By Clinton Thomas, St. Joseph News-Press, Mo. Jul. 31--WHITESVILLE, Mo. -- With profits tightening in the beef industry, cattlemen are on the lookout for new ways to maximize production on their pastures. Producers from Andrew County braved the rain for a pasture walk for this reason Tuesday evening at Johnnie Hubach's farm northeast of Whitesville. The cattlemen compared notes on topics like spring development, weed control and even a forage measurement system developed in New Zealand....

2008-07-30 15:00:55

By McEWAN, David Farmers make good investors, I have always found. That's because they are required to invest time and money for extended periods before getting a return (the gap between planting a crop and receiving a productive yield can be years). Farmers know from experience that some seasons are very good and others can be poor. During a bad season they rarely panic, but hold on because they understand that, sooner or later, a good one will come along. It is while considering...

2008-07-30 15:00:54

By WOOD, Alan An equivalent of dairy-based Fonterra seen as crucial to export expansion. Alan Wood reports. -------------------- IN A harsh economic winter Silver Fern Farms has completed the hard cuts of nearly 1000 meat-processing jobs and now faces an intense graft for farmer votes into the spring. SFF is battling traditional conservatism in trying to sell its partnership plan to farmers and bring in much needed capital via NZX- listed PGG Wrightson. It faces two other real...


Latest Domestic sheep Reference Libraries

Mouflon, Ovis aries orientalis
2012-07-31 15:05:48

The mouflon (Ovis aries orientalis) is classified as a subspecies group within the Ovis aries group. The other members of this group are known as urials, or the vignei group. It is thought that the mouflon is the ancestor to all domestic sheep. There are currently five recognized subspecies of the mouflon. This species can be found in the Caucasus, northwestern Iran, and northern areas of Iraq. The only native subspecies of the mouflon is the Cyprus mouflon, with the other four subspecies...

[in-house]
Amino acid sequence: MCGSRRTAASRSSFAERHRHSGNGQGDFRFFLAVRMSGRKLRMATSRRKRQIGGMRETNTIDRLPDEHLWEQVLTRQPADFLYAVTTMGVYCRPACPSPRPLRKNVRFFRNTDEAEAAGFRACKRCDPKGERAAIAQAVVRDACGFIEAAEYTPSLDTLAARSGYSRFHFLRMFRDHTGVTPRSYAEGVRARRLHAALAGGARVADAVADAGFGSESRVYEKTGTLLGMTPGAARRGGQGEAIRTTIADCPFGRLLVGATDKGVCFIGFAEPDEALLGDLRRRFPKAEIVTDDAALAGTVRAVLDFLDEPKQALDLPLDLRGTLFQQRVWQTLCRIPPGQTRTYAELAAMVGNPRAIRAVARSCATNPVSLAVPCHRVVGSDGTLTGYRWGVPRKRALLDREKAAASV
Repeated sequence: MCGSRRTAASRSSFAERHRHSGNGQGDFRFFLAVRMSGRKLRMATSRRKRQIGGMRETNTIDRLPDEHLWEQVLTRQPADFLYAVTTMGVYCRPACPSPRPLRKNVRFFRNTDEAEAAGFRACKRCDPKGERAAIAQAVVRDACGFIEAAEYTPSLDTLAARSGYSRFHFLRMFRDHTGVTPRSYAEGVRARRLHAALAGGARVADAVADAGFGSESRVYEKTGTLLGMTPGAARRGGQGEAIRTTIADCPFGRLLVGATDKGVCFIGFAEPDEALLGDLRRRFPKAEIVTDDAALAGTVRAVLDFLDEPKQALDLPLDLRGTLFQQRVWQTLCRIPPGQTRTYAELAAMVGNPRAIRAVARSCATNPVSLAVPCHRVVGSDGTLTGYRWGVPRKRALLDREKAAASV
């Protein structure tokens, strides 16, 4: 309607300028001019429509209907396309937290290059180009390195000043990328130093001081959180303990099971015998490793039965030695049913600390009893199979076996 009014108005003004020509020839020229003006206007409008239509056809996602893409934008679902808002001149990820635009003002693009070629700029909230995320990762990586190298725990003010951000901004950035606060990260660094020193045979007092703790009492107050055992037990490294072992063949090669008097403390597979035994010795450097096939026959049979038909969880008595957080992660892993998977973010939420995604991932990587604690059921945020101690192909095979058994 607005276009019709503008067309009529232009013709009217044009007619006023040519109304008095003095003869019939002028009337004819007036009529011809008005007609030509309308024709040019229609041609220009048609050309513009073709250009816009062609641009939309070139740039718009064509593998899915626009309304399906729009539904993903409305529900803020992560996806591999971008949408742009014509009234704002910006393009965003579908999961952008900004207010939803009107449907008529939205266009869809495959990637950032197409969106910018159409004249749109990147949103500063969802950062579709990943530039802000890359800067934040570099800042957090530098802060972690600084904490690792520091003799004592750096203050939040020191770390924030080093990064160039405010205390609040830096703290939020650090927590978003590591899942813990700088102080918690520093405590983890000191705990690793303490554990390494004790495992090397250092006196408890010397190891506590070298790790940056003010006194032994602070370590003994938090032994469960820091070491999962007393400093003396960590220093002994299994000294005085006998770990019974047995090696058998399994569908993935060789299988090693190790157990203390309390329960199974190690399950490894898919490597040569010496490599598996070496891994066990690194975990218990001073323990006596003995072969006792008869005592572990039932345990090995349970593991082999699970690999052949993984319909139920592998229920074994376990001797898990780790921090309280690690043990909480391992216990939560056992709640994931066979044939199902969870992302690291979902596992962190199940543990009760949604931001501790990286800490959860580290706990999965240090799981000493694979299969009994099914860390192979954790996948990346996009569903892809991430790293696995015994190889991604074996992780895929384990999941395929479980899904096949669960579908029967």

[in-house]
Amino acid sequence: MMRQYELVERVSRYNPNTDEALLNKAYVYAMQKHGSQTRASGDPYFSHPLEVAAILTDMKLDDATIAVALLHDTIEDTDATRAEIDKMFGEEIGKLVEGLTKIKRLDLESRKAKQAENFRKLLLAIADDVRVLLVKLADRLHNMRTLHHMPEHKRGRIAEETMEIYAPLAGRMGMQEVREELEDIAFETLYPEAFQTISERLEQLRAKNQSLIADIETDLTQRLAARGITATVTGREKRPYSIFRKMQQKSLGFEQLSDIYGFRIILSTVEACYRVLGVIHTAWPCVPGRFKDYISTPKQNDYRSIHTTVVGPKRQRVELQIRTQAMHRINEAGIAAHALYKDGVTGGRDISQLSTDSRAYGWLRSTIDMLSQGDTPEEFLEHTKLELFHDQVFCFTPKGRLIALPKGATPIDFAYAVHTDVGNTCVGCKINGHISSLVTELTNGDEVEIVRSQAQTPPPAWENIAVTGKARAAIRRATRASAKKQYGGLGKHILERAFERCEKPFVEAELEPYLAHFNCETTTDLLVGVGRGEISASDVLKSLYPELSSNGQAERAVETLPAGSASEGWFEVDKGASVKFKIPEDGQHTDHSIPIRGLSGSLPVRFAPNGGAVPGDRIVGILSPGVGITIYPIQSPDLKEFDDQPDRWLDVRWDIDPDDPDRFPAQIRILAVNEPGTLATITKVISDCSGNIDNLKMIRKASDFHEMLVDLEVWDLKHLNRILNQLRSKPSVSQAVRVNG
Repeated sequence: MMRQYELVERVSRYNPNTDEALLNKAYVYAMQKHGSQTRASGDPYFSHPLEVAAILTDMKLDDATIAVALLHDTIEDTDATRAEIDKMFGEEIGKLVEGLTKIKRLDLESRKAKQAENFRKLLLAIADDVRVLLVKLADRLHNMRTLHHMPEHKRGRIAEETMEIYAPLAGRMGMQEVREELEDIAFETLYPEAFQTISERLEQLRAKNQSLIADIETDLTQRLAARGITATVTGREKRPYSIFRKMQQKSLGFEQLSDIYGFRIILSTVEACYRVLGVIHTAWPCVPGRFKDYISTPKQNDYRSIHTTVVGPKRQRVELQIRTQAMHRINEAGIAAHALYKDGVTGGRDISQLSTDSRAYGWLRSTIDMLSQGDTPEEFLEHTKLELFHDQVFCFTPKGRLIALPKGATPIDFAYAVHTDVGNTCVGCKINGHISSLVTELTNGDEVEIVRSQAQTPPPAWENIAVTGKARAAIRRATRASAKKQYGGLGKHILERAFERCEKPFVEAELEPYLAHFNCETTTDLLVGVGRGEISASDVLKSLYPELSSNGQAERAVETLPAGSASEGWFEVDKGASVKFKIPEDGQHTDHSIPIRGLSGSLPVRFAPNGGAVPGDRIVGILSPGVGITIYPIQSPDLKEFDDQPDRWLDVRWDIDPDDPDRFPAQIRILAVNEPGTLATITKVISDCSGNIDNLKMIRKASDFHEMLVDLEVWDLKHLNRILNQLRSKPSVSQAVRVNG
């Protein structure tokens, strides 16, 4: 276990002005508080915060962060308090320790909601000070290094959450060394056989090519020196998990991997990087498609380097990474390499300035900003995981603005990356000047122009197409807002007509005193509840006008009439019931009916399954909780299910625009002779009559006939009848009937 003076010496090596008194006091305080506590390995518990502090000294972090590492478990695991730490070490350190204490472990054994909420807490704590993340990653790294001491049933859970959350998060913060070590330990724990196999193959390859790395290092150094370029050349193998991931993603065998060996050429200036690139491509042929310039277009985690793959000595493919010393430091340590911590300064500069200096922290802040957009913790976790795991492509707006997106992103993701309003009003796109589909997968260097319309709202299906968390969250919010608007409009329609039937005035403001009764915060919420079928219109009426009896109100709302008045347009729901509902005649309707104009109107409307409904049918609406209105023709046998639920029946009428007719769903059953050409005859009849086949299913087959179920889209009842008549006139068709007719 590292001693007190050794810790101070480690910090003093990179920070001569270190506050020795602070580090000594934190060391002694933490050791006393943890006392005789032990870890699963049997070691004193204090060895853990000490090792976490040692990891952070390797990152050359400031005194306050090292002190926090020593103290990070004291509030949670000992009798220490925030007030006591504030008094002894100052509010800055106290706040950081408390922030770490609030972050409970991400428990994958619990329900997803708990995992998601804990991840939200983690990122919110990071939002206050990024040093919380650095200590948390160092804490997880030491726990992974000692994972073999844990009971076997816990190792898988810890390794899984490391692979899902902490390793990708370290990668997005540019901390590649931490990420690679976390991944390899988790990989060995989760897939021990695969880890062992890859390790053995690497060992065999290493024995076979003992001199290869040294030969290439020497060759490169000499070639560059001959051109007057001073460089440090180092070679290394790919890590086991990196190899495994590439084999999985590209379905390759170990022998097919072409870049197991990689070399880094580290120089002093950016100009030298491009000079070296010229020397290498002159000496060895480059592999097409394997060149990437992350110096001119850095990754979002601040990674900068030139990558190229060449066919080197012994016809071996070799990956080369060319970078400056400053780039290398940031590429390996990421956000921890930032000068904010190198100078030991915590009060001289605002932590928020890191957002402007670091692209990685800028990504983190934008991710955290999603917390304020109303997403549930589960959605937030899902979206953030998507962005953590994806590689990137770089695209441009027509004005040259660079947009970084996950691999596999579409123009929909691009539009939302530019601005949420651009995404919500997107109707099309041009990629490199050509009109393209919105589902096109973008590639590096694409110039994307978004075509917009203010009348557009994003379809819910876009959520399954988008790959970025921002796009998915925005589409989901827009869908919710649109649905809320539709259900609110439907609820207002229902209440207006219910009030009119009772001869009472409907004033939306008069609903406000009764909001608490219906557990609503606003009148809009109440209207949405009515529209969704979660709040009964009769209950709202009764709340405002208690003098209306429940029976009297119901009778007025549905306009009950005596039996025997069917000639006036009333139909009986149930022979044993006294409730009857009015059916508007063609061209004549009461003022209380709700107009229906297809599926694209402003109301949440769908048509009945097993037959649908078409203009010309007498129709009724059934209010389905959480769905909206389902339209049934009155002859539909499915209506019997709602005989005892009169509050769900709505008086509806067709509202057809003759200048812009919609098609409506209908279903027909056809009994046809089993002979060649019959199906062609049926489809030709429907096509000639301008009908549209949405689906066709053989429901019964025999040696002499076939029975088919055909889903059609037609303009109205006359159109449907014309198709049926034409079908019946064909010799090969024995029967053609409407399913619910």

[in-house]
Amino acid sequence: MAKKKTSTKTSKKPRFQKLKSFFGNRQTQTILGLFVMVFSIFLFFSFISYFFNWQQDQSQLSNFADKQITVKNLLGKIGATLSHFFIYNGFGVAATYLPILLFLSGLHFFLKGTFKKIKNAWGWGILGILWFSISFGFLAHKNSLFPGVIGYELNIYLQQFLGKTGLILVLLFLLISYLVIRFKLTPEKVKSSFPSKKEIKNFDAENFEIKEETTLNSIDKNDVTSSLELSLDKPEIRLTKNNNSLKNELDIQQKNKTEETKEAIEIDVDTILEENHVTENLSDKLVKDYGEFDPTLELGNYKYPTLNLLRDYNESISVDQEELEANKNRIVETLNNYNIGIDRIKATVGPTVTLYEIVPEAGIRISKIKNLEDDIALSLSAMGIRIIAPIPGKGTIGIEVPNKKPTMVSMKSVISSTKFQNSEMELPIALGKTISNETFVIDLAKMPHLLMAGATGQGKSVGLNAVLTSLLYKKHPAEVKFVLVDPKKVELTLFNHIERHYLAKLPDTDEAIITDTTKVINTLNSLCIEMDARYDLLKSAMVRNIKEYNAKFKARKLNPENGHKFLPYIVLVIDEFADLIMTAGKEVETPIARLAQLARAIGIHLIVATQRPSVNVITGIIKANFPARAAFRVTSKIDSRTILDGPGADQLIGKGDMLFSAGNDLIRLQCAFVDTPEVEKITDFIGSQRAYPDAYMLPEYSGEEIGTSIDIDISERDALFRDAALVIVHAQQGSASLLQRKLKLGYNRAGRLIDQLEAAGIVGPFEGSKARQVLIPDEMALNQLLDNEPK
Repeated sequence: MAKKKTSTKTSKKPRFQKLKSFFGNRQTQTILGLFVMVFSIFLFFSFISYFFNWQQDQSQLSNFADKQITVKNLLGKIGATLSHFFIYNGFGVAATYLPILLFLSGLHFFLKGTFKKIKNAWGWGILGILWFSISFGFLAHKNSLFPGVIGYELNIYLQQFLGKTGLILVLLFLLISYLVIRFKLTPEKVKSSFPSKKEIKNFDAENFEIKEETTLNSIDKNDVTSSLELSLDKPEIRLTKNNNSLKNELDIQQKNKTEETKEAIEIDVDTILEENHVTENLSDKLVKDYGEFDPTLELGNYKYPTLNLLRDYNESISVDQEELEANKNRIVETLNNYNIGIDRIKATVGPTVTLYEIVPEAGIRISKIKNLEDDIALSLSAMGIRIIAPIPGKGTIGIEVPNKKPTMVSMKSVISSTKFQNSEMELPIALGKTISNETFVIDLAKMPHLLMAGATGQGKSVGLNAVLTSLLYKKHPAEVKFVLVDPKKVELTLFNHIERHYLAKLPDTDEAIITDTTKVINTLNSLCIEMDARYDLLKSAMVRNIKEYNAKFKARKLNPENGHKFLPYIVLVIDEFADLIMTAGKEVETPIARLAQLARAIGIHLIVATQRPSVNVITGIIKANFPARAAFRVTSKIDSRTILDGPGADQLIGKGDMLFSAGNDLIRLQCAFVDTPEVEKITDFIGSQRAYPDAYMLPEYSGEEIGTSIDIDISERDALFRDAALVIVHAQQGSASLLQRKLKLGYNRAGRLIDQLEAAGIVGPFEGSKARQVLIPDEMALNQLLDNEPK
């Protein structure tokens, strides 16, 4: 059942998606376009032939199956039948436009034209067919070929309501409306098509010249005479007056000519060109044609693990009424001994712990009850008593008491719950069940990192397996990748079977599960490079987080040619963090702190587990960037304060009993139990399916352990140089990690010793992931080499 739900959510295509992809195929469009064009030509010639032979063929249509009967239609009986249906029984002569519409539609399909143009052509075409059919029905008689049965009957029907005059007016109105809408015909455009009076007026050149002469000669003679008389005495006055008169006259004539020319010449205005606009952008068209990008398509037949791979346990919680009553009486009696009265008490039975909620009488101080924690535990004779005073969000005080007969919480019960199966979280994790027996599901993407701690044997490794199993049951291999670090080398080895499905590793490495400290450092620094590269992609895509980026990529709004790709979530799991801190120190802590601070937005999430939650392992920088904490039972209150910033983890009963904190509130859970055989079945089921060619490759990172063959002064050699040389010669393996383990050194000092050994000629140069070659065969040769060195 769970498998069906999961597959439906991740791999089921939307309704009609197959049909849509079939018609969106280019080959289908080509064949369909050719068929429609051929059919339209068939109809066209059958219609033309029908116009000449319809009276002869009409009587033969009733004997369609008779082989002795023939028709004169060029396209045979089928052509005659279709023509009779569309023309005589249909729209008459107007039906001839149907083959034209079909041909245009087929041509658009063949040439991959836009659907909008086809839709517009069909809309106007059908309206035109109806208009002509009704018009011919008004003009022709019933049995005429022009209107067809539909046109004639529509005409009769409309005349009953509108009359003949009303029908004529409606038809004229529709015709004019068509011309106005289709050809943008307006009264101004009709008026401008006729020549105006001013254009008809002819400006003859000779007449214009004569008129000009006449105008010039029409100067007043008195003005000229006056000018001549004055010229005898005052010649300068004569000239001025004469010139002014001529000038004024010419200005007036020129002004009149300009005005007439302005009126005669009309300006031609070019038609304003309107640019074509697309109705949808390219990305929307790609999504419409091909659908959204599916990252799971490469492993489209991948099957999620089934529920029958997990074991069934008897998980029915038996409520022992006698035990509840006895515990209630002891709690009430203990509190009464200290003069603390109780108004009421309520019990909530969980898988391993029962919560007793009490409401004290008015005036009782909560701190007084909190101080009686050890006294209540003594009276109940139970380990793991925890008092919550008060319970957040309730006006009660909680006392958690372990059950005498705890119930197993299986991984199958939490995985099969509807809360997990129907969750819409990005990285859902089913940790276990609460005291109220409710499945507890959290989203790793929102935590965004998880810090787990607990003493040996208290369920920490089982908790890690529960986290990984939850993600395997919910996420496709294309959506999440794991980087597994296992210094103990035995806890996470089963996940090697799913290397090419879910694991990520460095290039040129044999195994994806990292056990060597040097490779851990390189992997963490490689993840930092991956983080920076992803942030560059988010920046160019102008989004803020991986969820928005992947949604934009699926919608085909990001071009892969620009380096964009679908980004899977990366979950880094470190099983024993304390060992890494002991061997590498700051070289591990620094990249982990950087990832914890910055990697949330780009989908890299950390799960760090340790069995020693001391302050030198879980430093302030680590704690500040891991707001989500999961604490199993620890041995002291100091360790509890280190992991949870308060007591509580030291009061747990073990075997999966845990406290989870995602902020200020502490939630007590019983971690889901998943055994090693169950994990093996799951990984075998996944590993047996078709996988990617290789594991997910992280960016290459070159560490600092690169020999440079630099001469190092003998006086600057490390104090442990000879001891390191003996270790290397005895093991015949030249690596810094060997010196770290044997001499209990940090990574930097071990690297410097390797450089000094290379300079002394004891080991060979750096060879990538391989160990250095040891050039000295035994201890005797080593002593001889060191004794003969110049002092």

Argali, Ovis ammon
2012-07-31 09:52:06

The argali (Ovis ammon), also known as the mountain sheep, is native to Central Asia. Its range includes Tibet, Altay, and Himalaya. Its range extends from Kazakhstan in the west, east to Shanxi Province in China. It also extends from Altai Mountains in the north, south to the Himalayas. It prefers a habitat in the highlands of these regions, at elevations between 980 and 19,000 feet. Its habitat type varies depending upon location. In areas like Kazakhstan, where it is often hunted, it can...

Bighorn Sheep, Ovis Canadensis
2012-05-10 12:18:52

The bighorn sheep (Ovis Canadensis) can be found in North America. There are three currently accepted subspecies of this sheep. The range of the bighorn sheep depends on these subspecies. The Sierra Nevada and Rocky Mountain bighorn sheep dwell in the cool mountainous areas of the United States and Canada, while the Desert bighorn sheep are native to the hotter desert areas of the southwestern United States. Bighorn sheep prefer habitats located in rocky, grassy slopes, and alpine meadows....

42_2c5d3b49ee6e7ef1bef65507e9123ed1
2007-07-16 14:25:09

The Domestic Sheep, Ovis aries, is the most common species of the sheep genus (Ovis). It is a woolly ruminant quadruped which most likely descends from the wild mouflon of South Asia. Sheep breeders refer to female sheep as ewes, intact males as rams, and castrated males as wethers. Yearlings are called hoggets and young sheep are called lambs. Domestic Sheep are now found all over the world, but they are declining in numbers in the U.S. because it is becoming economically unviable to raise...

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Word of the Day
mallemaroking
  • Nautical, the visiting and carousing of sailors in the Greenland ships.
This word is apparently from a confusion of two similar Dutch words: 'mallemerok,' a foolish woman, and 'mallemok,' a name for some persons among the crew of a whaling vessel.